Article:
For reasons that escape me, there is a statue of Florence Nightingale in the lobby of Tokyo Medical Center, where I get my daily dose of radiation.
I asked her what she’s doing there, but she’s mute on the subject.
Nyar, nyar, nyar.
I still haven’t made my peace with having a disease that doesn’t make me nearly as sick as the treatment to get rid of it, but if I don’t do the treatment, the disease will kill me for sure. Cancer contradictions are varied and frustrating. Death Star tends to overstate his case, but after all he is focused solely on boobs, all day every day. The radiologist at the hospital shrugged and said, “It’s just breast cancer. It’s perfectly manageable.” I guess from his perspective, it is. He must have seen things I can not, don’t want to, imagine.
All the same, it’s still cancer, and the treatment is no picnic. After a year of it, I’m pretty worn down. On top of that, or maybe because of it, I have a cold. It takes two weeks to get over a cold, says my mother, or with medication, it takes 14 days. (She is very wise.) I read somewhere that despite enormous progress in modern medicine, nothing can be done about viruses except control the symptoms and let Mother Nature steer the ship.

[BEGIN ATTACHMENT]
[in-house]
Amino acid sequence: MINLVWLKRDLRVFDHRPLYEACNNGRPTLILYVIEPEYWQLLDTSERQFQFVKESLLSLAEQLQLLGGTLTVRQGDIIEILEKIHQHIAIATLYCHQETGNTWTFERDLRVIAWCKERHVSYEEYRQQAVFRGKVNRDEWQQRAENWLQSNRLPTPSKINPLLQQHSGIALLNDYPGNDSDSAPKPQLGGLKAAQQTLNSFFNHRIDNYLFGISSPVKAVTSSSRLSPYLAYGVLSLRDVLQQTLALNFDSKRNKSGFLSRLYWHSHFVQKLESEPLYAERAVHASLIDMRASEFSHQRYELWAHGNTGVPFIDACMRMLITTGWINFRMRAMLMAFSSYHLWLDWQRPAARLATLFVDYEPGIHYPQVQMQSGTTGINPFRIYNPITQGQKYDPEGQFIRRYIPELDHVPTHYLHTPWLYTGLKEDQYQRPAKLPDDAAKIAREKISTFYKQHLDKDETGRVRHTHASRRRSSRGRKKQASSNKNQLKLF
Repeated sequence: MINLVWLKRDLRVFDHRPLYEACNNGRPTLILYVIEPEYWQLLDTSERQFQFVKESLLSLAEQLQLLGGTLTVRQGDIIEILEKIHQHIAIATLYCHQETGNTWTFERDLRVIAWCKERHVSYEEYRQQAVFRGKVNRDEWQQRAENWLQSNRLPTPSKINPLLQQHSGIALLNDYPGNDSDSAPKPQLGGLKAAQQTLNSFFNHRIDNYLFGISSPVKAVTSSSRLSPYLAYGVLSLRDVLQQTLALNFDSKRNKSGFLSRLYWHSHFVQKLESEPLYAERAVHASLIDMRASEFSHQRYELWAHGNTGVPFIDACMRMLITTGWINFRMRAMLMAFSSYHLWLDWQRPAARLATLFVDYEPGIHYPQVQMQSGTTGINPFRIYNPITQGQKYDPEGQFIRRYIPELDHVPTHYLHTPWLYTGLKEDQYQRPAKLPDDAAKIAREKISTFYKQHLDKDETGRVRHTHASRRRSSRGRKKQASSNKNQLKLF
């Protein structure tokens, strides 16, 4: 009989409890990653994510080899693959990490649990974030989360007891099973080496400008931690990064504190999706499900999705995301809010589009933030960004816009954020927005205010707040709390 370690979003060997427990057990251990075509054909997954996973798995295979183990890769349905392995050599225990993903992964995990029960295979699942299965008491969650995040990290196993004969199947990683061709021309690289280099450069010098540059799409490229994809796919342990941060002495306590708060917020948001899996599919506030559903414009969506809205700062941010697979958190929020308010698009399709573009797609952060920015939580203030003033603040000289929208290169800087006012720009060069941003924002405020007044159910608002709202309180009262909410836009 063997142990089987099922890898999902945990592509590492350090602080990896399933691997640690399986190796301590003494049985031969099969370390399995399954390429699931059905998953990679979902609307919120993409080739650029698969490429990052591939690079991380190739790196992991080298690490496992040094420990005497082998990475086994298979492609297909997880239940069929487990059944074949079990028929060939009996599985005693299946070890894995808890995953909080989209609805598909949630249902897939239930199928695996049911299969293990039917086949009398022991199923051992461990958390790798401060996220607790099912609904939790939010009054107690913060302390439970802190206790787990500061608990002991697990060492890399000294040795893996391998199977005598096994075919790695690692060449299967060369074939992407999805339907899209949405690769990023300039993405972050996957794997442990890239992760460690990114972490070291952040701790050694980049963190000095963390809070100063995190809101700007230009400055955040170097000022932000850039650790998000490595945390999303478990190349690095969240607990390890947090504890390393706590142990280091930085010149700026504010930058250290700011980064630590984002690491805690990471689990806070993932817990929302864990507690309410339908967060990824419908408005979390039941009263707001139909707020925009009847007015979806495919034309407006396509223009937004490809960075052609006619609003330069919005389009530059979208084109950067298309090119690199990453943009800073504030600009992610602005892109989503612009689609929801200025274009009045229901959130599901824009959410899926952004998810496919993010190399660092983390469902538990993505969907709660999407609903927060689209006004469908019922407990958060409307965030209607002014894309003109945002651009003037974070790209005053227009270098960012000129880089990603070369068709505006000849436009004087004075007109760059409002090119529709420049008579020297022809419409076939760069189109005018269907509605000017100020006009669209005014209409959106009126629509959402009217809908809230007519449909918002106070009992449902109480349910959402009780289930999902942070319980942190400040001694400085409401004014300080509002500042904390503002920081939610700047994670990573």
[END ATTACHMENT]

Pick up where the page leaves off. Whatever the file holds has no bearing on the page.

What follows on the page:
But now I am wondering how long it takes to get over a cold after two major surgeries, six months of chemotherapy, twelve rounds of radiation (with more to come), endless pain killers, steroids, radioactive isotopes, some really doubtful hospital cuisine and way too many doughnuts. I’ll let you know.
In the meantime, here’s a piece of wisdom I discovered this morning: Do not attempt a yoga headstand when you’ve got a cold. Gravity and phlegm do not get along. You will find yourself in the fast lane bound for Dizzytown.
On a lighter note, Mt. Fuji put in a rare appearance today. I find it very important to find something, at least one thing, to be grateful for each and every day. Yesterday it was the 1/16th of an inch of hair that has appeared on my head. Today is is Mt. Fuji, which is much more significant in the grander scope of things, but relatively insignificant from where I’m sitting. You can have the mountain; I’ll take the hair.